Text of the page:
Garmin GPSMap496: Better with More Stuff

An incremental improvement over the GPSmap396, with a faster screen refresh, taxi diagrams and auto navigation included.

We think the marketing conference rooms of most big companies ought to be like Level 4 Biohazard labs. The idea is to maintain just enough negative pressure so that the good ideas have to fight their way out and the profoundly ridiculous ones never make it outside to wreak havoc on the unsuspecting public. Garmin seems to have figured this out, especially with regard to product cycles and the delicate task of pricing things just a buck or two short of way the hell too much.


The just-released Garmin GPSmap 496 could make a Wharton Business School case study of this phenomenon. At first blush, $2995 or $2795 on the street-yes, thats right-seems like an insanely high price for a portable, but when you examine the 496s added features over its progenitor, the GPSMap396, you soon slip into the three stages of MasterCard surrender: Stage One: Thats stupid expensive. Stage Two: Well, on second thought, maybe its not that bad. Stage Three: Hey, this is a deal; Id better buy it before they raise the price. Just be warned that Garmin knows how this mind game works.

Well bottom line it for you: The GPSmap 496 upstages a very good product-the GPSMap 396-that has only a year of market history. It costs about $600 more than the recently discounted 396 and, in our view, its improved features deliver about that much more value. And that aint no accident. As we said, Garmin didnt get to be a billion dollar company by not understanding this.

New, Improved
When we reviewed the GPSMap 396 a year ago, we more or less drooled all over it. It was and is a great product, combining terrific GPS navigation capability with both XM Radio-based datalink weather from WxWorx, XM entertainment radio, an impressive flight panel page and terrain warning features little shy of a full-up TAWs system. We had no significant complaints about it, other than a couple of minor lock-ups. The GPSmap 496 had a lock-up, too, by the way, also insignificant.

Some buyers complained about the powerful magnet Garmin placed in the base of the XM antenna shipped with the 396 a year ago, which would disturb a magnetic compass if placed too close to it. All right, fine, if you want to buy a $2300 GPS and still wring your hands over a wet compass, the magnet is a bad thing. Conceded. Garmin conceded it, too, and the 496 package has no magnet in the base. Acolytes of pre-Columbian navigation the world over may now rejoice.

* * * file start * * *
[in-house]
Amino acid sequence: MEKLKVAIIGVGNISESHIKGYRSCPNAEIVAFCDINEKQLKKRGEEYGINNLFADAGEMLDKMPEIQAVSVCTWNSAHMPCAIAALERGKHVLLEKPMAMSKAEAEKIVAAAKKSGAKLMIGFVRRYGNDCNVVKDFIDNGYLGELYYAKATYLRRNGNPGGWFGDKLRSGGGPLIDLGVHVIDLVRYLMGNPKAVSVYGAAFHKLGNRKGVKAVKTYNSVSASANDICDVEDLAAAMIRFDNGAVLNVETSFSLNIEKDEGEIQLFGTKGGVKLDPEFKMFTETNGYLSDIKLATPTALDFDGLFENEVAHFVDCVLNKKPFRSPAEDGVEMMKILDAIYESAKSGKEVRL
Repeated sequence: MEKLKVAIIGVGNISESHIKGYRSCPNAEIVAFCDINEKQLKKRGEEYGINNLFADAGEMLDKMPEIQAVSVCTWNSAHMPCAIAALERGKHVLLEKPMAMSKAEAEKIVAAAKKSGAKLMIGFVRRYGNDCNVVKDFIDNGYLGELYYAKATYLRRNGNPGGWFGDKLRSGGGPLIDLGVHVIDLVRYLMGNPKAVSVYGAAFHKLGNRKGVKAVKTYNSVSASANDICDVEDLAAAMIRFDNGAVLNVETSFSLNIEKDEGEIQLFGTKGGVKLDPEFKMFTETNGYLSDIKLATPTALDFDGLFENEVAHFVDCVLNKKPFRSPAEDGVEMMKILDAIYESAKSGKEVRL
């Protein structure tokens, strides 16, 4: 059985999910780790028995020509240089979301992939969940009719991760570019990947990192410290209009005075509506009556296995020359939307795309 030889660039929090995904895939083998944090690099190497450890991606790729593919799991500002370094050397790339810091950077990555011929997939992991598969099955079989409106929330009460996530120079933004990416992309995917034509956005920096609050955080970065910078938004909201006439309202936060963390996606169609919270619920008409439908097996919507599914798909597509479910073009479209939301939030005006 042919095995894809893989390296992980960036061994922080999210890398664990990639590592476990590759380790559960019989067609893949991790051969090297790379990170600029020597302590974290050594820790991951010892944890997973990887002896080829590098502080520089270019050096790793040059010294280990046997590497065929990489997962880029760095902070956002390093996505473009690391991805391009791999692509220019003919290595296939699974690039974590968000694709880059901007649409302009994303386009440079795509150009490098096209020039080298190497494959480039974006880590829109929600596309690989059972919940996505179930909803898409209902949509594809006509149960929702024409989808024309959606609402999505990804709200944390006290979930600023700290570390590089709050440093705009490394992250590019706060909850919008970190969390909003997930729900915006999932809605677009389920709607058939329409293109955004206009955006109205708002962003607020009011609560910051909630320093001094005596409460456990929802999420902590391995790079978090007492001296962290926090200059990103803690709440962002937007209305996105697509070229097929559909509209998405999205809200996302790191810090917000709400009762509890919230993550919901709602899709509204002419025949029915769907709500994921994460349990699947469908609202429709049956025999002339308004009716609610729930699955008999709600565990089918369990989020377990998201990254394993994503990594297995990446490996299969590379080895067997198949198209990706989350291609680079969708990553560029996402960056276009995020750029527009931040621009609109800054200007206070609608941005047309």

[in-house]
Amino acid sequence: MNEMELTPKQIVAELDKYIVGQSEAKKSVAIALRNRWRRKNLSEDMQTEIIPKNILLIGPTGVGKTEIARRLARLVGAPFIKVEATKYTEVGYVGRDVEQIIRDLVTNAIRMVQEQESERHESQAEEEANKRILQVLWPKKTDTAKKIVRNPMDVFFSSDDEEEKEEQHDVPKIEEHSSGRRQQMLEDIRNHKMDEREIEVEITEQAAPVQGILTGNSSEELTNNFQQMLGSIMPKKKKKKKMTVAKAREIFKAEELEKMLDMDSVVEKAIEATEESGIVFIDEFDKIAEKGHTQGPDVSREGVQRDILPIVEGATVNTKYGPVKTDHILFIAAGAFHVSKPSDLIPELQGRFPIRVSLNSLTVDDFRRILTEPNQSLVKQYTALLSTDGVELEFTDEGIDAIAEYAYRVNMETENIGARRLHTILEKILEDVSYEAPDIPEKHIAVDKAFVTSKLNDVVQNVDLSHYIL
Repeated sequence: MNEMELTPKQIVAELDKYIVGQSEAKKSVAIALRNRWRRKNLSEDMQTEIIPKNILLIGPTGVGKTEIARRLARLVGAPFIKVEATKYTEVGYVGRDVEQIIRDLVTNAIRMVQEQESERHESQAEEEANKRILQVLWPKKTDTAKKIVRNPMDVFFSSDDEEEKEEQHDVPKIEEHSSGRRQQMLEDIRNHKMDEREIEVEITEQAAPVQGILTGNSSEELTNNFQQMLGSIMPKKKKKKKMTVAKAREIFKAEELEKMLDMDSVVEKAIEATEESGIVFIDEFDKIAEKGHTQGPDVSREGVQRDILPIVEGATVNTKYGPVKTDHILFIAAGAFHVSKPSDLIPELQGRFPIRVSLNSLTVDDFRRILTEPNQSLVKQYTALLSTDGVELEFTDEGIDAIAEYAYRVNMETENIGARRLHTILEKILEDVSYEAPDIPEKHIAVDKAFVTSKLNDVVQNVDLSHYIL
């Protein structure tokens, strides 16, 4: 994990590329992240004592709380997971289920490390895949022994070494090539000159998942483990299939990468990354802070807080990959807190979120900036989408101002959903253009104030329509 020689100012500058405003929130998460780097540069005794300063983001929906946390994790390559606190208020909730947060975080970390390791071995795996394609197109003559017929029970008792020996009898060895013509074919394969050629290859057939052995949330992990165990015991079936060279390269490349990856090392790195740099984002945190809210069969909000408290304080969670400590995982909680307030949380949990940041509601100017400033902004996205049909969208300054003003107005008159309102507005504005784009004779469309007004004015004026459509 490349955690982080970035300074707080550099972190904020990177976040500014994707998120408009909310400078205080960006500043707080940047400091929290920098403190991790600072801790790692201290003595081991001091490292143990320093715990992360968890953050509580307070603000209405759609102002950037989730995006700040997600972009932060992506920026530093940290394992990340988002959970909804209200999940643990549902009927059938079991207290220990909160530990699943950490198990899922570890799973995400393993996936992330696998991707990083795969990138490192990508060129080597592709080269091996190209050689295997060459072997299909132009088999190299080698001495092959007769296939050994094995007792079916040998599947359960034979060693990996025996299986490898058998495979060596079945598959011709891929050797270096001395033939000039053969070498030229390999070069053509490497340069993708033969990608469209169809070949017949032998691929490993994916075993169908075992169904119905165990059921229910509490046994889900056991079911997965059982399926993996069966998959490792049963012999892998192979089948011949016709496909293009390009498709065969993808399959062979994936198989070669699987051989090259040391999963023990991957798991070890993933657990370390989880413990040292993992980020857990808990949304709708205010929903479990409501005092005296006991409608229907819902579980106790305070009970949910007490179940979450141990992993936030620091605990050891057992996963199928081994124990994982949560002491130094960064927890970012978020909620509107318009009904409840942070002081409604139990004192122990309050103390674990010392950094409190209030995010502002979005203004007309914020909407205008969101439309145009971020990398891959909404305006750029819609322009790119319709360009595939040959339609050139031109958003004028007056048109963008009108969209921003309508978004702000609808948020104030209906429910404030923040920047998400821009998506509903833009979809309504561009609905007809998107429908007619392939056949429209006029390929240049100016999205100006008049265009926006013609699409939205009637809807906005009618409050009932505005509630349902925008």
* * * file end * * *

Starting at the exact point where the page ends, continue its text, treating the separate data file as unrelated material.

So, then, what justifies the higher price of the GPSmap 496? Incrementally better performance, mainly, thanks to an improved GPS refresh rate (5 Hz versus 1 Hz) and a high-resolution 256-color display at 480 by 320 pixels. Side-by-side with the 396, this results in a noticeable, if not dramatic, improvement in screen response and refresh rate, especially on the flight panel page. In our trials, the 496 screen appeared noticeably brighter, too, but Garmin says its not really. The higher terrain resolution just makes it look that way.

The 496 sports far more data than the 396 has, specifically AOPAs Airport Directory information-if not every bit of it, most of it-and terrain resolution thats three times greater than the 396. That means when the screen draws terrain detail, the usual low-res blockiness is replaced by an image that looks more like a photograph. Zooming in on the detail does result in some pixilation, but overall, the terrain picture is smoother, crisper and easier to interpret.

The AOPA directory material is accessible under its own information tab for any selected airport. It contains the usual stuff, such as runway information, approaches, frequencies, fuel availability, services and so on. If you wanted to leave the big paper directory at home instead of schlepping it around in your flightbag, the 496 will fill in. We did find, however, that the smallish text for the AOPA data can be difficult to read and there appears to be no way to adjust the text size.


Taxi Help
Although the 496 doesnt include approach plates-stand by for that in the 596, probably-it comes close. Using base airport data, Garmin has developed a product it calls SafeTaxi airport diagrams. These show runways, taxiways, hangars and known obstacles and facilities and theyre geo-referenced so you can continuously see the airplanes position relative to ground features. These diagrams-available for 650 airports, with more planned-are updated at the same frequency as is the terrain database.

We found that they are helpful, but the 496s screen is small, so to read the fine detail and then see the big picture-say where the FBO is, or the next taxiway turn-may require toggling the scale keys. We wouldnt call it a hassle, exactly, but the effort expended will keep you from a runway incursion or missing a taxiway in the fog. But its not the same as following along on an in-panel MFD.